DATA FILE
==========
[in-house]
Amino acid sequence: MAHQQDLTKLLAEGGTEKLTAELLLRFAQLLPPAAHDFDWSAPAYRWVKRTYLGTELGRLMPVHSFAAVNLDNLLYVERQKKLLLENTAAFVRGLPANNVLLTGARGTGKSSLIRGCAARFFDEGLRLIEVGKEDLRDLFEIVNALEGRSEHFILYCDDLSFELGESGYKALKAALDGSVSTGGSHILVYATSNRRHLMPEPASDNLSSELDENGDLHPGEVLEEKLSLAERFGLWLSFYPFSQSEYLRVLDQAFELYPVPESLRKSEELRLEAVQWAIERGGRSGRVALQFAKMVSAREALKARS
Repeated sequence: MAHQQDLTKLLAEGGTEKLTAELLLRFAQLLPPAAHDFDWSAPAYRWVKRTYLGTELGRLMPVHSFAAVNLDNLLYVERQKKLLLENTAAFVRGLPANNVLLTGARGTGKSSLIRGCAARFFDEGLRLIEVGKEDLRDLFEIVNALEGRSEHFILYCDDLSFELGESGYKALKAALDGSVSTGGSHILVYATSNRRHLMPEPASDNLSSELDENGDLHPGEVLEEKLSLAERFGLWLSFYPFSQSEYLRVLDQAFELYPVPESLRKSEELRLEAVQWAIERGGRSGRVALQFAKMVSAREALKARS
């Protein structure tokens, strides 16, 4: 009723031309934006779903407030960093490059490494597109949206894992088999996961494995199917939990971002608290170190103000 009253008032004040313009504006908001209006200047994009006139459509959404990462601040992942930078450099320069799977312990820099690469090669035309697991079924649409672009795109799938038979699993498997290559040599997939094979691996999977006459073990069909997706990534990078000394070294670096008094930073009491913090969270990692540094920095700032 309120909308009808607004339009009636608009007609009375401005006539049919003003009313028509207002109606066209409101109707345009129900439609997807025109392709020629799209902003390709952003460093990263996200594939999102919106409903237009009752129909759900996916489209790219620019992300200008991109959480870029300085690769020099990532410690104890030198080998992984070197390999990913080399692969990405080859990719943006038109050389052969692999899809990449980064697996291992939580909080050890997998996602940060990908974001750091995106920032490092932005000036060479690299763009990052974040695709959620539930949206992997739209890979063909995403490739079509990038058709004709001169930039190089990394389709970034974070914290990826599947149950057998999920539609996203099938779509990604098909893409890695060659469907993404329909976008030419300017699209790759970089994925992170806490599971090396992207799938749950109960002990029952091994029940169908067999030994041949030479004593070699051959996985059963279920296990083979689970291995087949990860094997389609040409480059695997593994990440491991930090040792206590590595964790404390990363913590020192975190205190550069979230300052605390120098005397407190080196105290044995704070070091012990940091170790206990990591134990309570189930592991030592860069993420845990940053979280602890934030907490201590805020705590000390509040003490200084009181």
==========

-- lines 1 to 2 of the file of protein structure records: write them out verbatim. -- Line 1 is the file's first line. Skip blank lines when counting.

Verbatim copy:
[in-house]
Amino acid sequence: MAHQQDLTKLLAEGGTEKLTAELLLRFAQLLPPAAHDFDWSAPAYRWVKRTYLGTELGRLMPVHSFAAVNLDNLLYVERQKKLLLENTAAFVRGLPANNVLLTGARGTGKSSLIRGCAARFFDEGLRLIEVGKEDLRDLFEIVNALEGRSEHFILYCDDLSFELGESGYKALKAALDGSVSTGGSHILVYATSNRRHLMPEPASDNLSSELDENGDLHPGEVLEEKLSLAERFGLWLSFYPFSQSEYLRVLDQAFELYPVPESLRKSEELRLEAVQWAIERGGRSGRVALQFAKMVSAREALKARS